Everything I've Learned While Working With Spinal Cord Injury Patients
Start writing a post

Everything I've Learned While Working With Spinal Cord Injury Patients

You would think that these patients, who are almost all paralyzed in some capacity, would be extremely negative and frustrated. But it's quite the opposite.

Everything I've Learned While Working With Spinal Cord Injury Patients
Grace Bellman

This spring semester, I started working at The Shepherd Center in Atlanta. The Shepherd Center is one of the nation's top 10 rehabilitation hospitals. It treats around 900inpatientst from all over the US and the world, and specializes in treating spinal cord and brain injuries.

I applied at the end of last semester to work and volunteer in one of their physical therapy gyms. In fact, I got the inspiration to write my "career soulmate" article from attending the volunteer orientation and taking a tour of the hospital. I was in awe of the facilities, professionalism, and expertise of the staff. After lots of paperwork and an interview, I started working as a gym runner in one of the Shepherd Center's Spinal Cord Injury Physical Therapy gyms. It has been eye-opening and humbling.

Every Tuesday and Thursday, I work from 9 am - 12 pm. The physical and occupational therapists treat patients while I run around grabbing anything they need, cleaning work stations, sanitizing physical therapy equipment, and collecting personalized wheelchairs for the patients. While I am learning a huge amount about this specialized form of physical therapy, I have also learned so much about the psychological side of these traumatic injuries.

You would think that these patients, who are almost all paralyzed in some capacity, would be extremely negative and frustrated. But it's quite the opposite. Of course, as everyone does, they have their good and bad days but for the most part, they have a positive attitude and happy demeanor. They have each formed personal relationships with their therapists and easily converse about their daily lives.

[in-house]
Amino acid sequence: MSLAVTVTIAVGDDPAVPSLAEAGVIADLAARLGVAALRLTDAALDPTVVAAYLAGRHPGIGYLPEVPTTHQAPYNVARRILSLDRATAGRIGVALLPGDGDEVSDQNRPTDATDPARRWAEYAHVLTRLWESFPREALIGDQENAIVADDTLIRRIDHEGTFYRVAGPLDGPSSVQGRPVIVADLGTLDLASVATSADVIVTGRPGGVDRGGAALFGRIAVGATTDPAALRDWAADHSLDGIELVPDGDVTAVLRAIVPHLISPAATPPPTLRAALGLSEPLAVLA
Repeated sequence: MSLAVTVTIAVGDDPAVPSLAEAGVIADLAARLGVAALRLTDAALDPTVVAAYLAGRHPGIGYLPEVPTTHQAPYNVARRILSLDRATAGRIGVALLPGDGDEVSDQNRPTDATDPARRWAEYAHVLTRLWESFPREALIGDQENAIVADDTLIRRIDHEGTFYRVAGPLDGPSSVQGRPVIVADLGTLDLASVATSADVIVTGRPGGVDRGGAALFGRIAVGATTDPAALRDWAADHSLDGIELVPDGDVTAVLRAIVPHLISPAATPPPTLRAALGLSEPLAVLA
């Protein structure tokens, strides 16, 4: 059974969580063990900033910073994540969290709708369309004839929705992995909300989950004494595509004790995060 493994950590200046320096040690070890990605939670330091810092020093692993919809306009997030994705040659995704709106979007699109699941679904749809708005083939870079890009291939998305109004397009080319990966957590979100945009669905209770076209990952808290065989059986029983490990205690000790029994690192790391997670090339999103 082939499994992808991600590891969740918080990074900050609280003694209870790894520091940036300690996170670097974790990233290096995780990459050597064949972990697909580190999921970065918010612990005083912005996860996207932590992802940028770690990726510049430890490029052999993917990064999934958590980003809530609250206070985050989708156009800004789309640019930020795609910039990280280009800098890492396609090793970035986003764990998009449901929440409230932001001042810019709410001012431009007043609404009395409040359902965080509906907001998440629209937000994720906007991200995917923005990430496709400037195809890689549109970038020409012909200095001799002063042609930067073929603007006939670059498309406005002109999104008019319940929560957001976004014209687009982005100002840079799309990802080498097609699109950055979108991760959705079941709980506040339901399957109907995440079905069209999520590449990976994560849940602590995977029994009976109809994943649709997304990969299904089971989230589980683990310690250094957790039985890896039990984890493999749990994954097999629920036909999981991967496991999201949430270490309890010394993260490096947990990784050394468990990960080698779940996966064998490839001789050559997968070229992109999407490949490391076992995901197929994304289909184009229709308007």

Recently, I had the pleasure of witnessing a Shepherd Center graduation. The patient's family members flew in from out of town to be there for the transition of this inpatient to an outpatient facility. Tears were streaming down each of their faces as the longest, toughest period of the injury was ending and a new chapter was starting. You could see the pain on their faces that their loved one's injury had caused for all of them, not just the patient. But the support of great physical therapists, nurses, and other staff helped them maintain hope through the trauma.

I have learned so much from the SCI patients at Shepherd but I think the most important one is simple: sometimes the things you want most in life take the most time. Nothing worth having happens instantly, it takes time and hard work. I listened to a sermon at church recently that said that "we live in a microwave age." We want everything to happen right away and get frustrated when it takes a long time to see the hard work pay off. But the Shepherd Center patients have taught me how patience, hard work, and a positive attitude can make the biggest difference in the recovery process.

So far, I have loved my experience working at a rehabilitation hospital. Not only will this better prepare me for my career as a physical therapist but it will also help me become a more compassionate, and grateful person. The Shepherd staff are changing lives on a daily basis and I am proud to be able to do something to help, no matter how small that something might be.